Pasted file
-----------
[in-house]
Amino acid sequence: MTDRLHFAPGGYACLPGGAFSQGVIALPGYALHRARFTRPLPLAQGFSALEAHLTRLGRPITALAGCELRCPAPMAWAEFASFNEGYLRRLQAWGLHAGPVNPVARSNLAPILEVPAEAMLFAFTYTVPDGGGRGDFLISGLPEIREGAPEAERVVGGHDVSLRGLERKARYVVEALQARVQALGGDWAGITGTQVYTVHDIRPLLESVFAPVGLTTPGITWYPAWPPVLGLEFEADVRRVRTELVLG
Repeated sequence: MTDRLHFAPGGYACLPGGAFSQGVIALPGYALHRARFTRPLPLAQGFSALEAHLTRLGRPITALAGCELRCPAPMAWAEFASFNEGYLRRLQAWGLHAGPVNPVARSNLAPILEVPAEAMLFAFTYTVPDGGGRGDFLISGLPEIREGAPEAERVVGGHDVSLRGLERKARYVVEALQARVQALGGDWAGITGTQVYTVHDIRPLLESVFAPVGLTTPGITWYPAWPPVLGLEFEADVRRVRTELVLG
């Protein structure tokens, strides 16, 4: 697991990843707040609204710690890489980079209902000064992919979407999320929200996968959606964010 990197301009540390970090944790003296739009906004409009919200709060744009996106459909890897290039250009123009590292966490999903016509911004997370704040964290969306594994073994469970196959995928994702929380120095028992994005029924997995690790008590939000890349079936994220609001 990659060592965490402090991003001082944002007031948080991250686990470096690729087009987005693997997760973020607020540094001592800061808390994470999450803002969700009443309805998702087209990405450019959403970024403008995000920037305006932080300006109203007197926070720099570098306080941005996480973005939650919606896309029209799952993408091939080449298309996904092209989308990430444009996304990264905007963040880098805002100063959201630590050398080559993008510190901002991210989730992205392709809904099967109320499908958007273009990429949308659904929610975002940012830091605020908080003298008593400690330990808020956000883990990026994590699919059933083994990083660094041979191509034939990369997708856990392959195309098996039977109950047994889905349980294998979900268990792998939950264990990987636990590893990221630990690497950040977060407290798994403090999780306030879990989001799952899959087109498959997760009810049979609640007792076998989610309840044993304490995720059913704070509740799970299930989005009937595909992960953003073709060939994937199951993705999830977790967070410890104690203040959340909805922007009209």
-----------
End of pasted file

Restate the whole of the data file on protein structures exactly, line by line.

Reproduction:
[in-house]
Amino acid sequence: MTDRLHFAPGGYACLPGGAFSQGVIALPGYALHRARFTRPLPLAQGFSALEAHLTRLGRPITALAGCELRCPAPMAWAEFASFNEGYLRRLQAWGLHAGPVNPVARSNLAPILEVPAEAMLFAFTYTVPDGGGRGDFLISGLPEIREGAPEAERVVGGHDVSLRGLERKARYVVEALQARVQALGGDWAGITGTQVYTVHDIRPLLESVFAPVGLTTPGITWYPAWPPVLGLEFEADVRRVRTELVLG
Repeated sequence: MTDRLHFAPGGYACLPGGAFSQGVIALPGYALHRARFTRPLPLAQGFSALEAHLTRLGRPITALAGCELRCPAPMAWAEFASFNEGYLRRLQAWGLHAGPVNPVARSNLAPILEVPAEAMLFAFTYTVPDGGGRGDFLISGLPEIREGAPEAERVVGGHDVSLRGLERKARYVVEALQARVQALGGDWAGITGTQVYTVHDIRPLLESVFAPVGLTTPGITWYPAWPPVLGLEFEADVRRVRTELVLG
């Protein structure tokens, strides 16, 4: 697991990843707040609204710690890489980079209902000064992919979407999320929200996968959606964010 990197301009540390970090944790003296739009906004409009919200709060744009996106459909890897290039250009123009590292966490999903016509911004997370704040964290969306594994073994469970196959995928994702929380120095028992994005029924997995690790008590939000890349079936994220609001 990659060592965490402090991003001082944002007031948080991250686990470096690729087009987005693997997760973020607020540094001592800061808390994470999450803002969700009443309805998702087209990405450019959403970024403008995000920037305006932080300006109203007197926070720099570098306080941005996480973005939650919606896309029209799952993408091939080449298309996904092209989308990430444009996304990264905007963040880098805002100063959201630590050398080559993008510190901002991210989730992205392709809904099967109320499908958007273009990429949308659904929610975002940012830091605020908080003298008593400690330990808020956000883990990026994590699919059933083994990083660094041979191509034939990369997708856990392959195309098996039977109950047994889905349980294998979900268990792998939950264990990987636990590893990221630990690497950040977060407290798994403090999780306030879990989001799952899959087109498959997760009810049979609640007792076998989610309840044993304490995720059913704070509740799970299930989005009937595909992960953003073709060939994937199951993705999830977790967070410890104690203040959340909805922007009209």